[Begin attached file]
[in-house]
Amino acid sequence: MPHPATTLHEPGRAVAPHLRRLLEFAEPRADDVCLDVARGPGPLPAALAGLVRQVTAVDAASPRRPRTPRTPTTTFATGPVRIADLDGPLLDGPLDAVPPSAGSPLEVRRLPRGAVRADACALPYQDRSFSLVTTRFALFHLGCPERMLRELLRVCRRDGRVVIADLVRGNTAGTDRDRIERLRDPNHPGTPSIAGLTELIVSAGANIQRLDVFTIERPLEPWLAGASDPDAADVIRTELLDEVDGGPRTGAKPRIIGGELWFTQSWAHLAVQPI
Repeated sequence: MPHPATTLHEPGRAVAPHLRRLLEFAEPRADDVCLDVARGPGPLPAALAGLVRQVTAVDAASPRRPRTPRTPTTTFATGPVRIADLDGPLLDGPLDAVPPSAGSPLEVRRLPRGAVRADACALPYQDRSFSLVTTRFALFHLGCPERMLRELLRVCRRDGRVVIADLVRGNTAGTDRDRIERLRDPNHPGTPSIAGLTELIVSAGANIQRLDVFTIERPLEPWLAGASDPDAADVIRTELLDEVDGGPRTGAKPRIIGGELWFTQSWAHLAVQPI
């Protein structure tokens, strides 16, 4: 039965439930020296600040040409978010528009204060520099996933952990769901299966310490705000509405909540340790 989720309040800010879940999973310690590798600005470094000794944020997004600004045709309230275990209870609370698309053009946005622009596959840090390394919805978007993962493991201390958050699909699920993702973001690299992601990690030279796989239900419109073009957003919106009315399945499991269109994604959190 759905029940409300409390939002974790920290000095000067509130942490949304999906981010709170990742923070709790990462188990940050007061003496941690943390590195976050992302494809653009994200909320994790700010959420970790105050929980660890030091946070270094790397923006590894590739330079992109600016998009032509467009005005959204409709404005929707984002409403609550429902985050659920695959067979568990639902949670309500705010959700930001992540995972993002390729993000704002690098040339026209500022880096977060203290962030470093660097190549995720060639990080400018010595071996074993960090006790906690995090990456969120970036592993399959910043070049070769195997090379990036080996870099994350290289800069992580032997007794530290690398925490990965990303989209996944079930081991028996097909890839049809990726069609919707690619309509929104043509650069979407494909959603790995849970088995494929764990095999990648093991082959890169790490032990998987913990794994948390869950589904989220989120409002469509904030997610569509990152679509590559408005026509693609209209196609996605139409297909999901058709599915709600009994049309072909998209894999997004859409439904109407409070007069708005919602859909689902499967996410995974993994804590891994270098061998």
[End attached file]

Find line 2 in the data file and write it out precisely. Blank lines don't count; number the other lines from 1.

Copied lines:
Amino acid sequence: MPHPATTLHEPGRAVAPHLRRLLEFAEPRADDVCLDVARGPGPLPAALAGLVRQVTAVDAASPRRPRTPRTPTTTFATGPVRIADLDGPLLDGPLDAVPPSAGSPLEVRRLPRGAVRADACALPYQDRSFSLVTTRFALFHLGCPERMLRELLRVCRRDGRVVIADLVRGNTAGTDRDRIERLRDPNHPGTPSIAGLTELIVSAGANIQRLDVFTIERPLEPWLAGASDPDAADVIRTELLDEVDGGPRTGAKPRIIGGELWFTQSWAHLAVQPI